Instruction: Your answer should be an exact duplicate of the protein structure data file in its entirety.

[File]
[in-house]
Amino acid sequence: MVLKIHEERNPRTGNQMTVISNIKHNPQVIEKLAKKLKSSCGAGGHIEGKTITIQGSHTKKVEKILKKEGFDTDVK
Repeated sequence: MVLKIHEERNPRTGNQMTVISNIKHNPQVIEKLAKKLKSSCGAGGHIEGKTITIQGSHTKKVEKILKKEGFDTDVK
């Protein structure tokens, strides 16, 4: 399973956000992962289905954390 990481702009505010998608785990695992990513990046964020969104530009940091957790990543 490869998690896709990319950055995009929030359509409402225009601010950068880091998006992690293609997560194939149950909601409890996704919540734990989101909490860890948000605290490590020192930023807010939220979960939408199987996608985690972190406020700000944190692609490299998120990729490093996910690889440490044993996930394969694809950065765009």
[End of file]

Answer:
[in-house]
Amino acid sequence: MVLKIHEERNPRTGNQMTVISNIKHNPQVIEKLAKKLKSSCGAGGHIEGKTITIQGSHTKKVEKILKKEGFDTDVK
Repeated sequence: MVLKIHEERNPRTGNQMTVISNIKHNPQVIEKLAKKLKSSCGAGGHIEGKTITIQGSHTKKVEKILKKEGFDTDVK
């Protein structure tokens, strides 16, 4: 399973956000992962289905954390 990481702009505010998608785990695992990513990046964020969104530009940091957790990543 490869998690896709990319950055995009929030359509409402225009601010950068880091998006992690293609997560194939149950909601409890996704919540734990989101909490860890948000605290490590020192930023807010939220979960939408199987996608985690972190406020700000944190692609490299998120990729490093996910690889440490044993996930394969694809950065765009």